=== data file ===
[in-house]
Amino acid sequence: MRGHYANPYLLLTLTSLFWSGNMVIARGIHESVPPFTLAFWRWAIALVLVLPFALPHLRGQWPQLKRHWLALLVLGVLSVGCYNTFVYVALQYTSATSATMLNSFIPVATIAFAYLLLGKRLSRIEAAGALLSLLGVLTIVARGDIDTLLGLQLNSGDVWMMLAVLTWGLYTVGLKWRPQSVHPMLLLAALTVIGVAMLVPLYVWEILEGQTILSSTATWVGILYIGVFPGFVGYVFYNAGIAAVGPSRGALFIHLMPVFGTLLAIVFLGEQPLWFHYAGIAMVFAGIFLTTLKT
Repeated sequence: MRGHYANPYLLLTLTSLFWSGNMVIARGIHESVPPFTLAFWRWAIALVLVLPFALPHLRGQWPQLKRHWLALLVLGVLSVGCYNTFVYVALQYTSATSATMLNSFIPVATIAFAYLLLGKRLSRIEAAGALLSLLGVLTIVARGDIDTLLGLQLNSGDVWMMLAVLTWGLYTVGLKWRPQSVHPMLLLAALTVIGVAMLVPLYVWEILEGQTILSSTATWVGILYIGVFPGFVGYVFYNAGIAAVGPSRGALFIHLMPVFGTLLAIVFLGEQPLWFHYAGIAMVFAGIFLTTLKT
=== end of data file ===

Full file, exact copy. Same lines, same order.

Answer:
[in-house]
Amino acid sequence: MRGHYANPYLLLTLTSLFWSGNMVIARGIHESVPPFTLAFWRWAIALVLVLPFALPHLRGQWPQLKRHWLALLVLGVLSVGCYNTFVYVALQYTSATSATMLNSFIPVATIAFAYLLLGKRLSRIEAAGALLSLLGVLTIVARGDIDTLLGLQLNSGDVWMMLAVLTWGLYTVGLKWRPQSVHPMLLLAALTVIGVAMLVPLYVWEILEGQTILSSTATWVGILYIGVFPGFVGYVFYNAGIAAVGPSRGALFIHLMPVFGTLLAIVFLGEQPLWFHYAGIAMVFAGIFLTTLKT
Repeated sequence: MRGHYANPYLLLTLTSLFWSGNMVIARGIHESVPPFTLAFWRWAIALVLVLPFALPHLRGQWPQLKRHWLALLVLGVLSVGCYNTFVYVALQYTSATSATMLNSFIPVATIAFAYLLLGKRLSRIEAAGALLSLLGVLTIVARGDIDTLLGLQLNSGDVWMMLAVLTWGLYTVGLKWRPQSVHPMLLLAALTVIGVAMLVPLYVWEILEGQTILSSTATWVGILYIGVFPGFVGYVFYNAGIAAVGPSRGALFIHLMPVFGTLLAIVFLGEQPLWFHYAGIAMVFAGIFLTTLKT